By Rebecca Spalding and Mike Spector
(Reuters) - A company led by former Honeywell International Inc <HON.N> chief executive David Cote and backed by Goldman Sachs Group Inc <GS.N> is in talks to acquire U.S. backup power equipment firm Vertiv for more than $5 billion, including debt, according to people familiar with the matter.
Cote's firm, GS Acquisition Holdings Corp <GSAH_u.N>, is a so-called special purpose acquisition company (SPAC), which raised $690 million in an initial public offering last year to buy a company without telling investors in advance what that would be.
GS Acquisition could use the money it raised in the IPO, in addition to debt financing, to acquire Vertiv from private equity firm Platinum Equity. The negotiations are ongoing, and there is no certainty a deal will be reached, the sources said, asking not to be identified because the matter is confidential. Vertiv has also drawn interest from other potential bidders, one of the sources added.
Vertiv declined to comment. Representatives for Platinum Equity and Goldman Sachs did not immediately respond to requests for comment. Cote could not be immediately reached for comment.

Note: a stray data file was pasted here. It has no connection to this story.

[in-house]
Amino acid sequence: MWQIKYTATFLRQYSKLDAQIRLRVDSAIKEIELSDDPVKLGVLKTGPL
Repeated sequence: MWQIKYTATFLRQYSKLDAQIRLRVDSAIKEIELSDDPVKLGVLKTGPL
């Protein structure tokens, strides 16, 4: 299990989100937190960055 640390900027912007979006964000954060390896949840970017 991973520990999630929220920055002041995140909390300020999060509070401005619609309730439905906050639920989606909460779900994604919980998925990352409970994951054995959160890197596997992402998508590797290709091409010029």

Based in Columbus, Ohio, Vertiv manufactures systems and provides maintenance for backup power and other safety systems to data centers, communication networks, and commercial and industrial environments.
Vertiv is the former network power business of Emerson Electric <EMR.N>, which Platinum Equity acquired three years ago for about $4 billion, in one of the largest deals the Los Angeles-based buyout firm had ever completed. Emerson kept a minority interest in the company, according to a statement at the time.
In 2017, Platinum agreed to sell Vertiv's automatic transfer switch business to Schneider Electric <SCHN.PA> for $1.25 billion.
Reuters reported last year that Platinum Equity was exploring a sale of Vertiv with advice from Goldman Sachs and JPMorgan Chase & Co <JPM.N>.
Cote served as Honeywell's CEO between 2002 and 2017. He is now leading Goldman's first SPAC, as the investment bank seeks to expand its asset management division.
(Reporting by Rebecca Spalding and Mike Spector in New York, Editing by Rosalba O'Brien)